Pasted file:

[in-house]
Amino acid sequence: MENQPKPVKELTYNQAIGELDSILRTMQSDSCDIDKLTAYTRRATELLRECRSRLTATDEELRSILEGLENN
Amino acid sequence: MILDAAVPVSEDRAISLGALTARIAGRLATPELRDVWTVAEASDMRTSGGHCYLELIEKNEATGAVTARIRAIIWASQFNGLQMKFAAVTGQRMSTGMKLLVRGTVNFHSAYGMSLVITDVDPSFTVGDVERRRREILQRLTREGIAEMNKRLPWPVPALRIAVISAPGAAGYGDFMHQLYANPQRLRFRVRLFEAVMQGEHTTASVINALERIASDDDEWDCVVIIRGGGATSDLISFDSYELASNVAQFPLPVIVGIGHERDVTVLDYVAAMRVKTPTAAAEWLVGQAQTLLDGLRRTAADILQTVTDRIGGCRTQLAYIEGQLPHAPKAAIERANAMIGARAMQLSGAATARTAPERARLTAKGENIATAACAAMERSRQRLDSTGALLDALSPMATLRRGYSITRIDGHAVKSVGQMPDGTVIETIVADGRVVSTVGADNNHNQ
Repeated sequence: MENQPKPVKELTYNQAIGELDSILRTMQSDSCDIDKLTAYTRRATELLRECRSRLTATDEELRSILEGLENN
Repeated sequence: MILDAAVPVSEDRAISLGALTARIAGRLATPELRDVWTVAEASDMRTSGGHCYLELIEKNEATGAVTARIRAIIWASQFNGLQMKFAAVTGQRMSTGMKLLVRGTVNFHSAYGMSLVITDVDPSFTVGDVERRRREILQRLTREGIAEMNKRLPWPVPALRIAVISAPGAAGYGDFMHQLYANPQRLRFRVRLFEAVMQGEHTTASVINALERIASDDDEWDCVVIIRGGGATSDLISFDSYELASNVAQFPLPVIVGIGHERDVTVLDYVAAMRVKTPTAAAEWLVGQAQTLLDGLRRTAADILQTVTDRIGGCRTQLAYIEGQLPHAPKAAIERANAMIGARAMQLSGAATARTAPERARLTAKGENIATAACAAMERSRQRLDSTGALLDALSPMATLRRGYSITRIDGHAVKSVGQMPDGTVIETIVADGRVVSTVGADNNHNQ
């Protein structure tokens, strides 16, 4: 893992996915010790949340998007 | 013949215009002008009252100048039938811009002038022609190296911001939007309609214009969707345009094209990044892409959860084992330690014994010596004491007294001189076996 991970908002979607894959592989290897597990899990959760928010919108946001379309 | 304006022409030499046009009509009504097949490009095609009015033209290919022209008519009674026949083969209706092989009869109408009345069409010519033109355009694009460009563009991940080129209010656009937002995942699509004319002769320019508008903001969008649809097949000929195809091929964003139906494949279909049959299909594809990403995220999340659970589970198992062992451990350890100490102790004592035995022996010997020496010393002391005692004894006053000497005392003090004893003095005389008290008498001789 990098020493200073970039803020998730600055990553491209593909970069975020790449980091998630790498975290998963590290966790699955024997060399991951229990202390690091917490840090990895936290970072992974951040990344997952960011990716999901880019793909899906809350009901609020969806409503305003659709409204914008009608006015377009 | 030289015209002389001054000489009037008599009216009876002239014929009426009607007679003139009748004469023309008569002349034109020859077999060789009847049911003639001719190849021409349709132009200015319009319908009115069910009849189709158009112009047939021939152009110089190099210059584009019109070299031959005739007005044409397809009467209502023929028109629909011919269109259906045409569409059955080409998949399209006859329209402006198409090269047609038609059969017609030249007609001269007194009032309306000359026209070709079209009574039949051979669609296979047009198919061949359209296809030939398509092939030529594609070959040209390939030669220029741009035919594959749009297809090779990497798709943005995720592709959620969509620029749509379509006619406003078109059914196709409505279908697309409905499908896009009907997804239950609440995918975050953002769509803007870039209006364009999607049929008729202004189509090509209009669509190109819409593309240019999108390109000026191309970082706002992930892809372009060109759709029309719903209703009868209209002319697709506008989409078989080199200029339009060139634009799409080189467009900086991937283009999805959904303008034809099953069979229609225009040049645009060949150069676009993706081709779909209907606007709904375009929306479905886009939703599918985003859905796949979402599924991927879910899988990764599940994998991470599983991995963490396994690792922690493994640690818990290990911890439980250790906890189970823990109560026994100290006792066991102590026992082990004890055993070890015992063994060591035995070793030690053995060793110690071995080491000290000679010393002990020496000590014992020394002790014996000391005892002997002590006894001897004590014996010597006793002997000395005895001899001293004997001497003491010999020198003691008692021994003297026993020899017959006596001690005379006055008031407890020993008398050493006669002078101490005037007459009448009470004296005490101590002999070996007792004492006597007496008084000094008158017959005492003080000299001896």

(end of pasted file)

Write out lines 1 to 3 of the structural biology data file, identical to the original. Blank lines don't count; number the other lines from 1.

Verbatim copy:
[in-house]
Amino acid sequence: MENQPKPVKELTYNQAIGELDSILRTMQSDSCDIDKLTAYTRRATELLRECRSRLTATDEELRSILEGLENN
Amino acid sequence: MILDAAVPVSEDRAISLGALTARIAGRLATPELRDVWTVAEASDMRTSGGHCYLELIEKNEATGAVTARIRAIIWASQFNGLQMKFAAVTGQRMSTGMKLLVRGTVNFHSAYGMSLVITDVDPSFTVGDVERRRREILQRLTREGIAEMNKRLPWPVPALRIAVISAPGAAGYGDFMHQLYANPQRLRFRVRLFEAVMQGEHTTASVINALERIASDDDEWDCVVIIRGGGATSDLISFDSYELASNVAQFPLPVIVGIGHERDVTVLDYVAAMRVKTPTAAAEWLVGQAQTLLDGLRRTAADILQTVTDRIGGCRTQLAYIEGQLPHAPKAAIERANAMIGARAMQLSGAATARTAPERARLTAKGENIATAACAAMERSRQRLDSTGALLDALSPMATLRRGYSITRIDGHAVKSVGQMPDGTVIETIVADGRVVSTVGADNNHNQ